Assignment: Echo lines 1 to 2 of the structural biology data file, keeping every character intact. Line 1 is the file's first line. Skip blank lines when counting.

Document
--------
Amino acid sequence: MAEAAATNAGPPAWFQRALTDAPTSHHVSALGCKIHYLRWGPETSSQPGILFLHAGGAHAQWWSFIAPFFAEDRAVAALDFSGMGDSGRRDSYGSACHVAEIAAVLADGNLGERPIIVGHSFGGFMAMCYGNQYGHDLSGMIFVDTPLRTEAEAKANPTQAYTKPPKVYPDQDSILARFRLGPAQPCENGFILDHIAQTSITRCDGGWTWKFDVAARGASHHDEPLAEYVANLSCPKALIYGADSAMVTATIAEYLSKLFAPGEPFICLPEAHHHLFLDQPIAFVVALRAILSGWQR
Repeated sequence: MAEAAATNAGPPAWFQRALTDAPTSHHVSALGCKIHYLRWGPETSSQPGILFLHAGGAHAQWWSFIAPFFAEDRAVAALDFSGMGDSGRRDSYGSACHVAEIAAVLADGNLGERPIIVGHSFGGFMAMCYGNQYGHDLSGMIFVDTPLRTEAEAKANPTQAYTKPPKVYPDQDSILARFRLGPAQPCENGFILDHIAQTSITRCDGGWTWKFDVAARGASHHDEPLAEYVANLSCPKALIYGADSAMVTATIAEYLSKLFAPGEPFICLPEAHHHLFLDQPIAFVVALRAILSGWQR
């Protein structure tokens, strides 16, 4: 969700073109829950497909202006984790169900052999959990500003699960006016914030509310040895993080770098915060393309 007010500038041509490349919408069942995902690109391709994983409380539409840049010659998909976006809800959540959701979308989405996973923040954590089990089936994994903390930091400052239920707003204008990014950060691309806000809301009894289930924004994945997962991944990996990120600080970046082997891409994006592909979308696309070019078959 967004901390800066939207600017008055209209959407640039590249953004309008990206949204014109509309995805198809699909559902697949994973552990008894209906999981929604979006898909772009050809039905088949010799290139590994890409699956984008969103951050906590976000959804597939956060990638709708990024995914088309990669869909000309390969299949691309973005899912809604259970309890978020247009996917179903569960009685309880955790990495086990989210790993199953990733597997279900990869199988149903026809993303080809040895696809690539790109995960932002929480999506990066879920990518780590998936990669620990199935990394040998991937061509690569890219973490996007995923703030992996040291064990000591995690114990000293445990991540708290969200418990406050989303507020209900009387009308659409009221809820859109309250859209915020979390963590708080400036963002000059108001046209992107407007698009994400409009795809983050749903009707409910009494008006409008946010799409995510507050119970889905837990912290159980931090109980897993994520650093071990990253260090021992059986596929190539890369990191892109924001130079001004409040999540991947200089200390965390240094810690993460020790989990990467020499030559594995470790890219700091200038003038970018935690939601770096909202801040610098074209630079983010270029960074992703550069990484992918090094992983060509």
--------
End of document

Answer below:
Amino acid sequence: MAEAAATNAGPPAWFQRALTDAPTSHHVSALGCKIHYLRWGPETSSQPGILFLHAGGAHAQWWSFIAPFFAEDRAVAALDFSGMGDSGRRDSYGSACHVAEIAAVLADGNLGERPIIVGHSFGGFMAMCYGNQYGHDLSGMIFVDTPLRTEAEAKANPTQAYTKPPKVYPDQDSILARFRLGPAQPCENGFILDHIAQTSITRCDGGWTWKFDVAARGASHHDEPLAEYVANLSCPKALIYGADSAMVTATIAEYLSKLFAPGEPFICLPEAHHHLFLDQPIAFVVALRAILSGWQR
Repeated sequence: MAEAAATNAGPPAWFQRALTDAPTSHHVSALGCKIHYLRWGPETSSQPGILFLHAGGAHAQWWSFIAPFFAEDRAVAALDFSGMGDSGRRDSYGSACHVAEIAAVLADGNLGERPIIVGHSFGGFMAMCYGNQYGHDLSGMIFVDTPLRTEAEAKANPTQAYTKPPKVYPDQDSILARFRLGPAQPCENGFILDHIAQTSITRCDGGWTWKFDVAARGASHHDEPLAEYVANLSCPKALIYGADSAMVTATIAEYLSKLFAPGEPFICLPEAHHHLFLDQPIAFVVALRAILSGWQR